Ep. 250: Hersh Shefrin and Arvid Hoffmann Interview with Michael Covel on Trend Following Radio

Synopsis: Michael Covel speaks with Hersh Shefrin and Arvid Hoffmann on today’s two-part podcast. Hersh Shefrin has done pioneering work in behavioral finance and is the author of Beyond Greed and Fear. Hoffmann is a colleague of Shefrin. He is a Professor of Finance at Maastricht University in the Netherlands. Shefrin and Hoffmann’s paper, Technical Analysis and Individual Investors, came out February 2014. The paper is concerned with short-term technical analysis and retail traders. Covel and Shefrin discuss how Shefrin came to know that behavioral finance was his path; the two-system framework; the connection to behavioral and eating disorders; the disposition effect; when emotion and reason are in conflict; “transferring your assets” vs. “selling a loss”; distinguishing between rules and discretion; how we stick with rules for ourselves given the context of our humanity; the psychological pitfalls of the 2008 financial crisis; the inevitability of market crises; Minsky and Keynes; the psychology of Keynesian economics; and human ideas surrounding uncertainty. With Arvid Hoffmann, Covel discusses the paper Technical Analysis and Individual Investors; the inspiration for the paper; Hoffmann’s definition of technical analysis; the narrow focus of the paper to short-term trading; technical analysis and trend following; “invest as if the market was efficient”, and “restrict your attempts to beat the market”. Want a free trend following video? Go to trendfollowing.com/win.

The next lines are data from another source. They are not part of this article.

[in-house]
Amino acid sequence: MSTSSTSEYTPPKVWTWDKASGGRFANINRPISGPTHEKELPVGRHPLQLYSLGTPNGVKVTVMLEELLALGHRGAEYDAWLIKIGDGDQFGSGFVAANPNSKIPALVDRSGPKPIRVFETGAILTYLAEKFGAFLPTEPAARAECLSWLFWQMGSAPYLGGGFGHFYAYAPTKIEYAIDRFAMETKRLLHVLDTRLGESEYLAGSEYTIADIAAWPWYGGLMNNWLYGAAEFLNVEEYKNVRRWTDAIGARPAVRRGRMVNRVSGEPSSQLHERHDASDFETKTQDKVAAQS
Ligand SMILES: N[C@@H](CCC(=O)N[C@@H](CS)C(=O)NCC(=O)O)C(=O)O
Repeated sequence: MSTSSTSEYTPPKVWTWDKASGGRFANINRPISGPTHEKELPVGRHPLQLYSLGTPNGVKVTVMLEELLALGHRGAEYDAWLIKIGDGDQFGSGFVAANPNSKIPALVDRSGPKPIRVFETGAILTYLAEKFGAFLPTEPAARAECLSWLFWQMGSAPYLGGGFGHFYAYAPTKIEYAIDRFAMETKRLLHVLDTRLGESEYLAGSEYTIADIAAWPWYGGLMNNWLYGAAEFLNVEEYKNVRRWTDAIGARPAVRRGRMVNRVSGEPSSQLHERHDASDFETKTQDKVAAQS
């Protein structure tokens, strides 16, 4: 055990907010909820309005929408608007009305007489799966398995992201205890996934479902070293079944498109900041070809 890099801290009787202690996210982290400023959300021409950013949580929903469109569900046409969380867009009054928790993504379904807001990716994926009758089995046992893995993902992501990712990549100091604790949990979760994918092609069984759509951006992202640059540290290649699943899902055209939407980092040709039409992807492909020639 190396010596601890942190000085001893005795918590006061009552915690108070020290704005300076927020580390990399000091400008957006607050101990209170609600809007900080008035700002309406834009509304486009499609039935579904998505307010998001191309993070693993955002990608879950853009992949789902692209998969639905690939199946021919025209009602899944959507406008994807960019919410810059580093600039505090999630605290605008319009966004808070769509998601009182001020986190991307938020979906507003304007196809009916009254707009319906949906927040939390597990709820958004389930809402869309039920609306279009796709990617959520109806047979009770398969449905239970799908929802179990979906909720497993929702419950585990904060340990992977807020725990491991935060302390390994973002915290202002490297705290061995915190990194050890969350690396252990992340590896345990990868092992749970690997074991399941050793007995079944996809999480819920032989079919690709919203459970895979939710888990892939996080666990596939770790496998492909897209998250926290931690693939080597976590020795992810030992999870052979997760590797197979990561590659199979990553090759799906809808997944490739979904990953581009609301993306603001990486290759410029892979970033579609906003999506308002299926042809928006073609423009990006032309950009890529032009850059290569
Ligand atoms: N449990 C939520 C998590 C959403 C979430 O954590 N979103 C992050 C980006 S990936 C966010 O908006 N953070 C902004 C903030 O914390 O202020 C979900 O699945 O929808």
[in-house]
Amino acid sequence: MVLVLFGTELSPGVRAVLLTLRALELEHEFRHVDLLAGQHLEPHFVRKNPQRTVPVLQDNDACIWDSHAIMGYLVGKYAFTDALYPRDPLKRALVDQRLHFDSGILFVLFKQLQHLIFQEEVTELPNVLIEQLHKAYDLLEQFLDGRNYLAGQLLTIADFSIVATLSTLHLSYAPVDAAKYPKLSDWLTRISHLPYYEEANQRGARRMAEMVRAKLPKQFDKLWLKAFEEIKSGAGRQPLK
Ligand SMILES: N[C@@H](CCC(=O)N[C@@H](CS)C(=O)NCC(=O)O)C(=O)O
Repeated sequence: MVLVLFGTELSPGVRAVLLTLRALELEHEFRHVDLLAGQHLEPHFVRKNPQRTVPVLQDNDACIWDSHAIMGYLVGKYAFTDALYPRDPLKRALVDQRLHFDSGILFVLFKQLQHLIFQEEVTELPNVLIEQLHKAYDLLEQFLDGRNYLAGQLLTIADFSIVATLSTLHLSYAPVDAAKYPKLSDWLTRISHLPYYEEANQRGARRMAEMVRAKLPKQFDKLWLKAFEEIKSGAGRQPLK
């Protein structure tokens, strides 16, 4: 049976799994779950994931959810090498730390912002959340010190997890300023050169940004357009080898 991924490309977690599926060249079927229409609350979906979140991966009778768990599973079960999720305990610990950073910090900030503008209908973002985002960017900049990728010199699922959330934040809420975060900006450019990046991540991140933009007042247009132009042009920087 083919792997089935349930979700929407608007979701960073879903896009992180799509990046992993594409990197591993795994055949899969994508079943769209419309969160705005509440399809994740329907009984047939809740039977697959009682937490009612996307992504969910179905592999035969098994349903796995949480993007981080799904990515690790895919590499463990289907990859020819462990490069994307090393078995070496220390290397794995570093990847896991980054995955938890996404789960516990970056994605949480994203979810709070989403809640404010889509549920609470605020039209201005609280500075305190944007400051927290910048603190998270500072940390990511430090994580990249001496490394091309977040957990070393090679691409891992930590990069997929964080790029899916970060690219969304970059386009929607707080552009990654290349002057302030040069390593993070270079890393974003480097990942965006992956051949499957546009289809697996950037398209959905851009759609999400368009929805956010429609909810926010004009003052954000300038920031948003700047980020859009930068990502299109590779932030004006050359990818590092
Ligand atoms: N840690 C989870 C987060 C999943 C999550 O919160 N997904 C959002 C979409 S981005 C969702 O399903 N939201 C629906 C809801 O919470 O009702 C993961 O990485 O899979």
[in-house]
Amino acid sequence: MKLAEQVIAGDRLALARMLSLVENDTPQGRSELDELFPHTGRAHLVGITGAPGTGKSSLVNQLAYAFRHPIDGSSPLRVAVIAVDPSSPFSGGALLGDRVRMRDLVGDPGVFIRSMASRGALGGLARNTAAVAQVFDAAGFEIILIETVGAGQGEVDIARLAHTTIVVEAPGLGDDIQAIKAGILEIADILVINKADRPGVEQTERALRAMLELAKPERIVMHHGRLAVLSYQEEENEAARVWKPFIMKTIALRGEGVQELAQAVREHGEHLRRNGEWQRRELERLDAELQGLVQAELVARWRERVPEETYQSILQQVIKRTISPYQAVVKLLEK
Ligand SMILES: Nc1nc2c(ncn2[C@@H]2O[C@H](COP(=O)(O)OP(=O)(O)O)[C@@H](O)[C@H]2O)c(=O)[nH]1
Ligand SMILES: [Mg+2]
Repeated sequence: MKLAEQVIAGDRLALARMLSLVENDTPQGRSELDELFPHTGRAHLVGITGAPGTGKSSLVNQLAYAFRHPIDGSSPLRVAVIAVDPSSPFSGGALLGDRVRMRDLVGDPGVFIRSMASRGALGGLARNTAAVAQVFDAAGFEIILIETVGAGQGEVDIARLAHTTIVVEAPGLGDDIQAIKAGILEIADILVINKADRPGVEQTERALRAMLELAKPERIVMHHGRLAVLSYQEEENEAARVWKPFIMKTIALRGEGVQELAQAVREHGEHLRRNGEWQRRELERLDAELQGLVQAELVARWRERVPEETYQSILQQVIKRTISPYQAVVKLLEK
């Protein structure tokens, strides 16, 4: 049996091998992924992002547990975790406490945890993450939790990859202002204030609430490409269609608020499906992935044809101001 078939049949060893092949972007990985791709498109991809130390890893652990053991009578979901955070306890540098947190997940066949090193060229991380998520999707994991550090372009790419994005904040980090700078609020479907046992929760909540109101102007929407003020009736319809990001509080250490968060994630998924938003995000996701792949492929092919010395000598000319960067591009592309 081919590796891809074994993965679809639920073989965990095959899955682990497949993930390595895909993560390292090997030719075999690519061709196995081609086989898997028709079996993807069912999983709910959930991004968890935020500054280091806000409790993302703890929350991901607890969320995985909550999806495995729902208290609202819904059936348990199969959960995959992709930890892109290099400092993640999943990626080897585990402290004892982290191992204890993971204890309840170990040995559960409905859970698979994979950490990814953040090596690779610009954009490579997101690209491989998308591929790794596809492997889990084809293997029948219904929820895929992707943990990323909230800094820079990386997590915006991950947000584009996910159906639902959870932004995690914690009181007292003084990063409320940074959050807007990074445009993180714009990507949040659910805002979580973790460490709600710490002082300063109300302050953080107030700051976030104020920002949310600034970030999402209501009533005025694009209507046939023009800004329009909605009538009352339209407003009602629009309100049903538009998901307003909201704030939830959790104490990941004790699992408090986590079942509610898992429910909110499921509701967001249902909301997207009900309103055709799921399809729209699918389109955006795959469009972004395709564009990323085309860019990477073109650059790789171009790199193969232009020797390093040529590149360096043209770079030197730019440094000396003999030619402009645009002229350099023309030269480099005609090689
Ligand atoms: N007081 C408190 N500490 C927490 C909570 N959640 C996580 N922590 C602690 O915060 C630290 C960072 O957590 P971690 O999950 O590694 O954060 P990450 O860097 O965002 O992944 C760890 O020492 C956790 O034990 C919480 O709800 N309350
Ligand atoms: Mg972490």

hersh shefrin

arvid hoffmann

2 thoughts on “Ep. 250: Hersh Shefrin and Arvid Hoffmann Interview with Michael Covel on Trend Following Radio

  1. The factual findings of the cited paper are not surprising. It is not surprising at all that untested or untestable technical indicator trading systems employed by retail investor laypersons make no profit in the long run. A contrary finding would be the surprise, wouldn’t it?

    Unfortunately, as it does not control for the scientific awareness of the subjects, this paper provides no insight about how well or poorly long term, short term, or any valid trading system performs in the markets when competently validated and executed.

    At best this paper only says that some Dutch retail equity/option traders before 2006 were easily seduced by impressive looking technical gimmicks that they didn’t validate either by reason of scientific incompetence, carelessness, or diagnosable mental illness.

Comments are closed.